Carnegie Corporation of New York Announces 26 Andrew Carnegie Fellows
With the goal of applying scholarly perspectives to some of society's most important issues, Carnegie Corporation of New York today announced the 2021 class of Andrew Carnegie Fellows. The philanthropic foundation will grant each fellow $200,000 to fund significant research and writing in the social sciences and humanities that address important and enduring issues confronting our society.
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Through the humanities and social sciences, #CarnegieFellows help us to better understand where we've been, where we're going, and the enduring challenges confronting our society. Congratulations to the Class of 2021! (Photo: Business Wire)
The Corporation launched the Andrew Carnegie Fellows Program in 2015 as an initiative that was conceived by the late Vartan Gregorian, who served as president of the foundation from 1997 until his death on April 15, 2021. Gregorian, a former professor of history and past president of Brown University, aimed to advance and elevate the work of the fellows to reinforce the importance of the social sciences and humanities in academia and American life. The program was inspired in part by an early fellowship that Gregorian received that helped catapult his career.
The most generous stipend of its kind, the Andrew Carnegie Fellows Program has funded a total of 216 scholars, journalists, and authors, representing an investment of $43.2 million. It focuses on subjects such as U.S. democracy, the environment, technological and cultural evolution, and international relations. The criteria prioritize the originality and promise of the research, its potential impact on the field, and the scholar's plans for communicating the findings to a broad audience.
Among this year's winning research topics:
Law enforcement: developing tools to analyze policing data, including large volumes of body-worn camera video, to monitor racial bias and suggest evidence-based reforms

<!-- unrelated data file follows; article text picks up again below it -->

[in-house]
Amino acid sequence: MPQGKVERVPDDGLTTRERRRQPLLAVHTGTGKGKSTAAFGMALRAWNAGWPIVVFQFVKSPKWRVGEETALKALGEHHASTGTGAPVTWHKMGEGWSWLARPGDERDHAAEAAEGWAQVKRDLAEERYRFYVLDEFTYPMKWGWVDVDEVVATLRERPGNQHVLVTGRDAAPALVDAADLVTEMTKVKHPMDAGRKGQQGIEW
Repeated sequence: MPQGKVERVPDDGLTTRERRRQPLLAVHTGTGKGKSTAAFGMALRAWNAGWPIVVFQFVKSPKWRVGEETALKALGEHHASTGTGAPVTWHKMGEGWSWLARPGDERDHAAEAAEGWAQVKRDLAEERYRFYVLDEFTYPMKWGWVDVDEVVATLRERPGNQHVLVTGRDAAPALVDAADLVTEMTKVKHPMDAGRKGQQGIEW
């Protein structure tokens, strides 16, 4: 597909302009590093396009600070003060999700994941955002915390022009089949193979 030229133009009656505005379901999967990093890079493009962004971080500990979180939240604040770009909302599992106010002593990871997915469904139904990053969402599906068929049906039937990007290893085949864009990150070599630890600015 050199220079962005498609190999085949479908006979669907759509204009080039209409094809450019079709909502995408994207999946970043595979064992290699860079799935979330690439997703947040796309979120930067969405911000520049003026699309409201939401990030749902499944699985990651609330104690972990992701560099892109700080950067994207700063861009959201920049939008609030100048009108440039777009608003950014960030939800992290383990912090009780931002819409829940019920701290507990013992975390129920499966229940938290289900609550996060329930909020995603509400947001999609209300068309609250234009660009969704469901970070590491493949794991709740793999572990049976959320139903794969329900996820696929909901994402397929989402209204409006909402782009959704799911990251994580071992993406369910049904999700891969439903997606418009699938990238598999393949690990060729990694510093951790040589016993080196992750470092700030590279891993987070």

Pandemic recovery: studying the impact of COVID-19 on vulnerable families and women in the workforce to identify policies that will help rebuild a more just society
Voting access: analyzing strategies to modernize the U.S. electoral system, including mail voting, same-day registration, and calls for a National Accessible Election law
Racial justice: telling the story of mid-19th-century Black New Yorkers who campaigned to desegregate public transit with pioneering civil disobedience strategies
Rural opportunity: exploring the history of agricultural property law and the views of American farmers to develop a more inclusive and sustainable land ownership system
"Me Too" movement: documenting the cultural history of the movement and social media's ability to expose offenders and hold them accountable
Immigration: exploring the immigration detention system and its multiple, unseen sites within and outside U.S. borders to understand policies and their impact on migrants
Climate change: developing inclusive approaches to climate policy by centering indigenous knowledge cultivated over 2,000 years of human adaption in Madagascar